We took the opportunity to kick off the new year and launch our 2020-2023 business strategy to deliver on our purpose to turn great ideas into positive health impact at our first regional leaders’ innovation forum last Thursday.
Given the Eastern region is world leading at the frontier of a convergence between health and tech, we brought together senior leaders across our innovation ecosystem to ask what the proliferation of data science means for the future of the NHS, discuss how to interpret data and communicate risk responsibly and debate to what extent should we use AI and big data in our decision making.
After an overview on our purpose, strategic direction and profiling some of our successes over the past year delivered by some of our senior team, Mark Avery (Director of Health Informatics at Health Innovation East and Cambridge University Health Partners) and Sarah Sleet (CEO Crohn’s and Colitis UK) showcased the work they are doing in collaboration with partners, including the NIHR BioResource centre and Crohn’s and Colitis UK, to improve the treatment of patients with inflammatory bowel disease using a cloud research environment to better understand how they will respond to treatment based on their genetic data.
Dr Kenji Takeda, Director of Health and AI Partnerships (Academic) at Microsoft Research, took to the stage next to talk about the democratisation of data science and how research can be advanced with wider access to cloud computing and AI to empower researchers and the NHS to do better, faster, and more reproducible data science research.
He shared both future looking initiatives and things that are happening right now thanks to this new technology – from decoding rare diseases to lessons we could apply to healthcare from the aerospace industry. Importantly he was keen to share with delegates the importance of ensuring that researchers follow strict ethical principles and had the necessary security measures in place to ensure data is managed securely.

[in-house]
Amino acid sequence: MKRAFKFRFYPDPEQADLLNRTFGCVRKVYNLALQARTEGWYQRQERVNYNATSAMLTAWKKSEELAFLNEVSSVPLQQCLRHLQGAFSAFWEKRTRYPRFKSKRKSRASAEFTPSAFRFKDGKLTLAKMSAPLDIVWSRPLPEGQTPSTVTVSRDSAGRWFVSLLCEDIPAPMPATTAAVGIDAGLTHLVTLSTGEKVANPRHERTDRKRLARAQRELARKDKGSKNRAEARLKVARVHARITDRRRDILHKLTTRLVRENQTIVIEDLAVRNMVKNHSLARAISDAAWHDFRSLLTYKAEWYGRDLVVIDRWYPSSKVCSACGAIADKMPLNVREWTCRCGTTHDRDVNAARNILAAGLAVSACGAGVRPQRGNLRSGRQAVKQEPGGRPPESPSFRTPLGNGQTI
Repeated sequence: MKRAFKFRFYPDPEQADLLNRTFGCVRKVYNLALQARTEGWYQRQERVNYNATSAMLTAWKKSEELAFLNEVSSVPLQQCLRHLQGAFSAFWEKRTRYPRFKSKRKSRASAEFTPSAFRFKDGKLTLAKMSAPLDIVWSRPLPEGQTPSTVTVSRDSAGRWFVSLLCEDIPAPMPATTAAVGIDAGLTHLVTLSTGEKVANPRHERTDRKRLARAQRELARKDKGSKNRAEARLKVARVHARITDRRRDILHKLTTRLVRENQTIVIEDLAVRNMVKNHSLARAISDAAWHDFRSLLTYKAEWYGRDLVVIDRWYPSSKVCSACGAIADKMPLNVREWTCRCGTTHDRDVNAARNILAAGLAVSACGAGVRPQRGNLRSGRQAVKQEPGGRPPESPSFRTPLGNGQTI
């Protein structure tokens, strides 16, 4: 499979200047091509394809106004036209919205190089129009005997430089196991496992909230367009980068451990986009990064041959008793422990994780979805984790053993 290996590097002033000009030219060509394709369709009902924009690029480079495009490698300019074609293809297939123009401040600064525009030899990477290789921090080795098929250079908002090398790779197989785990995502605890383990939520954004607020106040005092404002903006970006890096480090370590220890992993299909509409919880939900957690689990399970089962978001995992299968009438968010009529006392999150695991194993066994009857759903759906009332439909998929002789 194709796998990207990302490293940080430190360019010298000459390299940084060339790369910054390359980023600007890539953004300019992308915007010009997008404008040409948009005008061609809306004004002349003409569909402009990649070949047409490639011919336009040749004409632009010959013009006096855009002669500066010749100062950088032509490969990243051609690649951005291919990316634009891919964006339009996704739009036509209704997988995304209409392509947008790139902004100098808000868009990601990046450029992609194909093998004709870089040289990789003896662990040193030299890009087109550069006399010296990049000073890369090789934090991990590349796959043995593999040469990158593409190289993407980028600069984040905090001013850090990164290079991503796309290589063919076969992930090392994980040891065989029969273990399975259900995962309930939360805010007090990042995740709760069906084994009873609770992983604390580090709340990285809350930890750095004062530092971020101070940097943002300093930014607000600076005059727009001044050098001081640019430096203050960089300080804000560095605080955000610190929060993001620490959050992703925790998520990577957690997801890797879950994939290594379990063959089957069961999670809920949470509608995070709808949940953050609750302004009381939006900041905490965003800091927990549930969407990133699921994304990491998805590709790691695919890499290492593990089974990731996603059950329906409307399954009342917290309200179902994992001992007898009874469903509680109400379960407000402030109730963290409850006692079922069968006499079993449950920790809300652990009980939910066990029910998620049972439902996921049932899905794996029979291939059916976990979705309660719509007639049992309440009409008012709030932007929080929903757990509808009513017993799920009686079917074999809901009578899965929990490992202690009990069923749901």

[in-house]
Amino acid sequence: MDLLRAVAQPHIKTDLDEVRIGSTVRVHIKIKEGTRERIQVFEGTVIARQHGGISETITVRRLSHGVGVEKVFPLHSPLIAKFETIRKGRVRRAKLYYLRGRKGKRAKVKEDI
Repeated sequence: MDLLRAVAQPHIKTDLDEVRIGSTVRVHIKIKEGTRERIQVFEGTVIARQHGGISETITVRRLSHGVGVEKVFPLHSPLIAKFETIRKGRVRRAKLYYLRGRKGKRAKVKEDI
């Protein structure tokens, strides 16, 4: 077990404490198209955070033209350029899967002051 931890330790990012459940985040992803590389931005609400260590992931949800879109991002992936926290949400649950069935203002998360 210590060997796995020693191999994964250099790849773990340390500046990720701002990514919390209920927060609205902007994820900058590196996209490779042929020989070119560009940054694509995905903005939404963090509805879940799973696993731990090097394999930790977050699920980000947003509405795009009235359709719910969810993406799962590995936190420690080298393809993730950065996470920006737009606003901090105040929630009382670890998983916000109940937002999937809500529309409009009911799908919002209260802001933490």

Next up was Dr Alex Freeman, Director of the Winton Centre for Risk and Evidence Communication at the University of Cambridge, who works with institutions and individuals to improve the way evidence is communicated to all of us with the guiding principle to inform, not persuade. Before joining the Winton Centre, Alex had a 16 year career at the BBC, working on series such as Bang Goes the Theory, Climate Change by Numbers and as series producer of Trust Me, I’m a Doctor and believes that to make good decisions we all need good evidence which is clearly communicated.
She shared her passion with delegates about helping professionals including doctors, journalists and legal professionals communicate numbers and uncertainty better and specifically how to communicate risk clearly to enable patients to make empowered decisions about their own health.
The evening was rounded off with a lively debate between the panel and delegates, questioning whether we are ready for the new information age and how the NHS would benefit and access these latest innovations that are being developed on our doorstep.
We hope delegates left enthused about the opportunities for collaboration and the potential for delivering better care for patients.
Whilst we appreciate we couldn’t fit everyone in the room for our first event please do get in touch if you are leader working in health innovation and would like to be invited to our future regional leaders’ innovation forums. If you can’t wait that long, we will also be publishing some of the talks and highlights on this page soon and hope that we can continue the conversations kicked off last night and make 2020 one to remember.
Do you have a great idea that could make a positive health impact?Get involved